MEK2 Negatively Regulates Lipopolysaccharide-Mediated IL-1{beta} Production through HIF-1{alpha} Expression [INNATE IMMUNITY AND INFLAMMATION]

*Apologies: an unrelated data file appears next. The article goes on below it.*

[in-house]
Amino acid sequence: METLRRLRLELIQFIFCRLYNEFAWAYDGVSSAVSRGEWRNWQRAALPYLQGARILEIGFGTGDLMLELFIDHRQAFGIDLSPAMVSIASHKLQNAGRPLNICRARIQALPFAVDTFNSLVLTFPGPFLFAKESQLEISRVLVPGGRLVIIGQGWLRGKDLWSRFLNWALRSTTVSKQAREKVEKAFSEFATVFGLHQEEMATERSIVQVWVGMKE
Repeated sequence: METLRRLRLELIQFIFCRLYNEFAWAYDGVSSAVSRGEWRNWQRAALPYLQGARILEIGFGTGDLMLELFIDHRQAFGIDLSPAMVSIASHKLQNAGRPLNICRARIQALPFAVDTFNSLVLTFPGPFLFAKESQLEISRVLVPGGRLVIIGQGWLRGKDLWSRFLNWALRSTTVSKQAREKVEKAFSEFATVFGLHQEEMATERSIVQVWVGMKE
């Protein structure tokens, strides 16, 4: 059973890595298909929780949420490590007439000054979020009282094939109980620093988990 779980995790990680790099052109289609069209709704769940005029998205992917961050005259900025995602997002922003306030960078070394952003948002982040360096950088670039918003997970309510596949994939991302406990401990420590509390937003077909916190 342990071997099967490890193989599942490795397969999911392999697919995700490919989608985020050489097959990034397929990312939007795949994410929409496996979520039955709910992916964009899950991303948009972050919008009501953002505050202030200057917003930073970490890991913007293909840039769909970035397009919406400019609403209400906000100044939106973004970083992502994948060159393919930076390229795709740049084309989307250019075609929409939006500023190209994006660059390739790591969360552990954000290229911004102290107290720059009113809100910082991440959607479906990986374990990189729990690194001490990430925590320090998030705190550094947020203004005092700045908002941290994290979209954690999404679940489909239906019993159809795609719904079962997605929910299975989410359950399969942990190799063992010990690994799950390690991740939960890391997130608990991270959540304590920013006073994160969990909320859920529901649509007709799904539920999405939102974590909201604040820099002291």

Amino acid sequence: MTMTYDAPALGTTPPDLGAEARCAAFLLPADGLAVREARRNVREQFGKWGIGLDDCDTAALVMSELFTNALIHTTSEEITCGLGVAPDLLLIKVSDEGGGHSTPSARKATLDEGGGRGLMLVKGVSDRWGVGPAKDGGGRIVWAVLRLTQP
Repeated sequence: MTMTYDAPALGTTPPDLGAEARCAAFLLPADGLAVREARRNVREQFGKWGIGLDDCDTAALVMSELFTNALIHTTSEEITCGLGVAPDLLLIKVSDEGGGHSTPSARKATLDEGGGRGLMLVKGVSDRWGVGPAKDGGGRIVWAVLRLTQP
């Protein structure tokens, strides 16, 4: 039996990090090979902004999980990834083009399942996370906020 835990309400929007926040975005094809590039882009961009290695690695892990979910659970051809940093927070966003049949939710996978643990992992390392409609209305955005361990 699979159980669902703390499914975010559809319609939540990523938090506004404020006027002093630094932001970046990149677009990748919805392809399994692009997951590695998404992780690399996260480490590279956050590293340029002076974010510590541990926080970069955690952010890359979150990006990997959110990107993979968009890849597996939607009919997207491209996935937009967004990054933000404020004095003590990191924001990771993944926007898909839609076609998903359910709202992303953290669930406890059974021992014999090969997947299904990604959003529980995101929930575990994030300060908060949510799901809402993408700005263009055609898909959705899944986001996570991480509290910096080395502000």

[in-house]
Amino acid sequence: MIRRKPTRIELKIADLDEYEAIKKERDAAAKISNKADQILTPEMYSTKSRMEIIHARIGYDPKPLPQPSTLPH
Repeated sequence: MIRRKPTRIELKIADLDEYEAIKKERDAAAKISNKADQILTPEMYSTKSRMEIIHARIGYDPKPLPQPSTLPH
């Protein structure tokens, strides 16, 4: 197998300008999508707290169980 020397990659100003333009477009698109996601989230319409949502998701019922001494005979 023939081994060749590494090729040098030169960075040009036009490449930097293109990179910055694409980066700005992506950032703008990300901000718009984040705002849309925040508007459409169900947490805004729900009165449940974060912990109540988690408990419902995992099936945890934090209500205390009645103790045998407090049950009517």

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LPS-activated macrophages require metabolic reprogramming and glucose uptake mediated by hypoxia-inducible factor (HIF)–1 α and glucose transporter 1 (Glut1) expression for proinflammatory cytokine production, especially IL-1β. This process is tightly regulated through activation of MAPK kinases, including the MEK/ERK pathway as well as several transcription factors including HIF-1α. Although MAPK kinase (MEK) 2 deficiency had no significant effect on NO, TNF-α, or IL-12 production in response to LPS challenge, MEK2-deficient murine bone marrow–derived macrophages (BMDMs) exhibited lower IL-10 production. Importantly, MEK2-deficient BMDMs exhibited a preserved ERK1/2 phosphorylation, higher HIF-1α and Glut1 levels, and substantially increased IL-1β as well as IL-6 production in response to LPS stimulation. Knockdown of HIF-1α expression via short interference RNA decreased the level of HIF-1α expression in MEK2-deficient BMDMs and decreased IL-1β production in response to LPS treatment. Furthermore, we performed gain of function experiments by overexpressing MEK2 protein in RAW264.7 cells. LPS stimulation of MEK2 overexpressed in RAW264.7 cells led to a marked decreased IL-1β production. Finally, we investigated the role of Mek1 and Mek2 double and triple mutation on ERK phosphorylation, HIF-1α expression, and IL-1β production. We found that MEK2 is the major kinase, which inversely proportionally regulates HIF-1α and IL-1β expression independent of ERK activation. Our findings demonstrate a novel regulatory function for MEK2 in response to TLR4 activation in IL-1β production through modulating HIF-1α expression.

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